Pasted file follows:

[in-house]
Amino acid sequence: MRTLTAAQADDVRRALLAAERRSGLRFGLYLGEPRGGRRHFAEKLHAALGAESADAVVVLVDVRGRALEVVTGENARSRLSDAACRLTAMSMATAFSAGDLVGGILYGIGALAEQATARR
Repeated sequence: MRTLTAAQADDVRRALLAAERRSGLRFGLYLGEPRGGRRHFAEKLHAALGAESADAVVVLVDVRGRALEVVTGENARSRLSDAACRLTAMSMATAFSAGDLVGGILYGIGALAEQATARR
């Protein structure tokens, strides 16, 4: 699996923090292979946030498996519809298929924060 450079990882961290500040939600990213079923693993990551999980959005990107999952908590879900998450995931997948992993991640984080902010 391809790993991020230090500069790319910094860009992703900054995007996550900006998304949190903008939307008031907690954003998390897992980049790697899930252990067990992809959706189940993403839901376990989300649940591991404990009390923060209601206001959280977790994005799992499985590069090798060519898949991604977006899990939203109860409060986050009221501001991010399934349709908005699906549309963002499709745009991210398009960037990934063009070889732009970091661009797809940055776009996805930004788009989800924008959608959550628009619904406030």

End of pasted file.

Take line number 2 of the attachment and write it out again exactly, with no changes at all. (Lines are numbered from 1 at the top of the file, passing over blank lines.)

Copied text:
Amino acid sequence: MRTLTAAQADDVRRALLAAERRSGLRFGLYLGEPRGGRRHFAEKLHAALGAESADAVVVLVDVRGRALEVVTGENARSRLSDAACRLTAMSMATAFSAGDLVGGILYGIGALAEQATARR